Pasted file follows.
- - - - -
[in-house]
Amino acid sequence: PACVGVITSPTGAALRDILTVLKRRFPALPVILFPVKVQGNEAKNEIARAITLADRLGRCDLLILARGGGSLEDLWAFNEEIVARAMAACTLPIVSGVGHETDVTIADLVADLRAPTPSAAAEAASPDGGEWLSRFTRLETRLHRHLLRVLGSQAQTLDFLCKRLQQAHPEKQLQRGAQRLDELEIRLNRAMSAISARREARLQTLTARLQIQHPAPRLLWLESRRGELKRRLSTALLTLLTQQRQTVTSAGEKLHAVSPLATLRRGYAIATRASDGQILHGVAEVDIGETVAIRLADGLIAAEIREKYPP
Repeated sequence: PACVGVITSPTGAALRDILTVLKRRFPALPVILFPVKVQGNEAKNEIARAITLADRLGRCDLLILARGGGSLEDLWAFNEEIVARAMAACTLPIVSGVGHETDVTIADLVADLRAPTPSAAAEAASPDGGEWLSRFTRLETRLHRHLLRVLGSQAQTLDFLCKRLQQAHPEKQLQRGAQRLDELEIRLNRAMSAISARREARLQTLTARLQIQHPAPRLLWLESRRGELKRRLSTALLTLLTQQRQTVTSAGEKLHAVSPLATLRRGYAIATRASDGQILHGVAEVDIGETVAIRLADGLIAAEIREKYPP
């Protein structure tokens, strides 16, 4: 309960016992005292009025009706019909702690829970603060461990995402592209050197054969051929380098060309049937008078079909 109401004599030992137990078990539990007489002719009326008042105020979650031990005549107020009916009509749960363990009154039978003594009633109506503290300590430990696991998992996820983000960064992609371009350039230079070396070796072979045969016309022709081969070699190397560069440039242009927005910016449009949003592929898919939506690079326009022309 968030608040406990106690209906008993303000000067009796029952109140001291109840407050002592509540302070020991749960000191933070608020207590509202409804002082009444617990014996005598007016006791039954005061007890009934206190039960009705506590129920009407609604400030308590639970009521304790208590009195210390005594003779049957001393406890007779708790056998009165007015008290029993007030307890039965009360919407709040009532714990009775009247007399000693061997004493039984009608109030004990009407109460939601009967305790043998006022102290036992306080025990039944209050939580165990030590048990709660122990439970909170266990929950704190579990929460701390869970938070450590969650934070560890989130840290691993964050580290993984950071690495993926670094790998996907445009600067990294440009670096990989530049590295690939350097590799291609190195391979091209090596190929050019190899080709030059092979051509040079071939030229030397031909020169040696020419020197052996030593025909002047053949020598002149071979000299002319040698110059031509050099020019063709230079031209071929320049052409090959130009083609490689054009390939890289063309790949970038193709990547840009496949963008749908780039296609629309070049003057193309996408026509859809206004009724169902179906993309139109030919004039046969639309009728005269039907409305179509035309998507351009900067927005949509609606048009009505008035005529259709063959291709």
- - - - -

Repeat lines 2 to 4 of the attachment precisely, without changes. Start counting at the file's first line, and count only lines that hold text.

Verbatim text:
Amino acid sequence: PACVGVITSPTGAALRDILTVLKRRFPALPVILFPVKVQGNEAKNEIARAITLADRLGRCDLLILARGGGSLEDLWAFNEEIVARAMAACTLPIVSGVGHETDVTIADLVADLRAPTPSAAAEAASPDGGEWLSRFTRLETRLHRHLLRVLGSQAQTLDFLCKRLQQAHPEKQLQRGAQRLDELEIRLNRAMSAISARREARLQTLTARLQIQHPAPRLLWLESRRGELKRRLSTALLTLLTQQRQTVTSAGEKLHAVSPLATLRRGYAIATRASDGQILHGVAEVDIGETVAIRLADGLIAAEIREKYPP
Repeated sequence: PACVGVITSPTGAALRDILTVLKRRFPALPVILFPVKVQGNEAKNEIARAITLADRLGRCDLLILARGGGSLEDLWAFNEEIVARAMAACTLPIVSGVGHETDVTIADLVADLRAPTPSAAAEAASPDGGEWLSRFTRLETRLHRHLLRVLGSQAQTLDFLCKRLQQAHPEKQLQRGAQRLDELEIRLNRAMSAISARREARLQTLTARLQIQHPAPRLLWLESRRGELKRRLSTALLTLLTQQRQTVTSAGEKLHAVSPLATLRRGYAIATRASDGQILHGVAEVDIGETVAIRLADGLIAAEIREKYPP
């Protein structure tokens, strides 16, 4: 309960016992005292009025009706019909702690829970603060461990995402592209050197054969051929380098060309049937008078079909 109401004599030992137990078990539990007489002719009326008042105020979650031990005549107020009916009509749960363990009154039978003594009633109506503290300590430990696991998992996820983000960064992609371009350039230079070396070796072979045969016309022709081969070699190397560069440039242009927005910016449009949003592929898919939506690079326009022309 968030608040406990106690209906008993303000000067009796029952109140001291109840407050002592509540302070020991749960000191933070608020207590509202409804002082009444617990014996005598007016006791039954005061007890009934206190039960009705506590129920009407609604400030308590639970009521304790208590009195210390005594003779049957001393406890007779708790056998009165007015008290029993007030307890039965009360919407709040009532714990009775009247007399000693061997004493039984009608109030004990009407109460939601009967305790043998006022102290036992306080025990039944209050939580165990030590048990709660122990439970909170266990929950704190579990929460701390869970938070450590969650934070560890989130840290691993964050580290993984950071690495993926670094790998996907445009600067990294440009670096990989530049590295690939350097590799291609190195391979091209090596190929050019190899080709030059092979051509040079071939030229030397031909020169040696020419020197052996030593025909002047053949020598002149071979000299002319040698110059031509050099020019063709230079031209071929320049052409090959130009083609490689054009390939890289063309790949970038193709990547840009496949963008749908780039296609629309070049003057193309996408026509859809206004009724169902179906993309139109030919004039046969639309009728005269039907409305179509035309998507351009900067927005949509609606048009009505008035005529259709063959291709």